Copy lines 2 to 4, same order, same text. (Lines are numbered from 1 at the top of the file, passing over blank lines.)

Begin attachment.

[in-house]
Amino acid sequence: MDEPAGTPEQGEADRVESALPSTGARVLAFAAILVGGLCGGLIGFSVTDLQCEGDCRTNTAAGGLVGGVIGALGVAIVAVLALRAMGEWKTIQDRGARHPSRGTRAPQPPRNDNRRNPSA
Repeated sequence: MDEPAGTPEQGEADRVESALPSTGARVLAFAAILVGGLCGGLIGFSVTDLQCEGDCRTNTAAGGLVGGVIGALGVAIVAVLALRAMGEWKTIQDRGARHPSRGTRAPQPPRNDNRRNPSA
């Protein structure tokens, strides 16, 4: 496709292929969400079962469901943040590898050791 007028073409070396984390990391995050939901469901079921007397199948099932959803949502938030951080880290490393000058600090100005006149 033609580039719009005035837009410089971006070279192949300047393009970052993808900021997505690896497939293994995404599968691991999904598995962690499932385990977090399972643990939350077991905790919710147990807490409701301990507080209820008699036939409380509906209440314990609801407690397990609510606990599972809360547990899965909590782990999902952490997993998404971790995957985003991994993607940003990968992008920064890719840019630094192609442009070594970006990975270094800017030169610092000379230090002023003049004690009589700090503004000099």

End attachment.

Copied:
Amino acid sequence: MDEPAGTPEQGEADRVESALPSTGARVLAFAAILVGGLCGGLIGFSVTDLQCEGDCRTNTAAGGLVGGVIGALGVAIVAVLALRAMGEWKTIQDRGARHPSRGTRAPQPPRNDNRRNPSA
Repeated sequence: MDEPAGTPEQGEADRVESALPSTGARVLAFAAILVGGLCGGLIGFSVTDLQCEGDCRTNTAAGGLVGGVIGALGVAIVAVLALRAMGEWKTIQDRGARHPSRGTRAPQPPRNDNRRNPSA
């Protein structure tokens, strides 16, 4: 496709292929969400079962469901943040590898050791 007028073409070396984390990391995050939901469901079921007397199948099932959803949502938030951080880290490393000058600090100005006149 033609580039719009005035837009410089971006070279192949300047393009970052993808900021997505690896497939293994995404599968691991999904598995962690499932385990977090399972643990939350077991905790919710147990807490409701301990507080209820008699036939409380509906209440314990609801407690397990609510606990599972809360547990899965909590782990999902952490997993998404971790995957985003991994993607940003990968992008920064890719840019630094192609442009070594970006990975270094800017030169610092000379230090002023003049004690009589700090503004000099």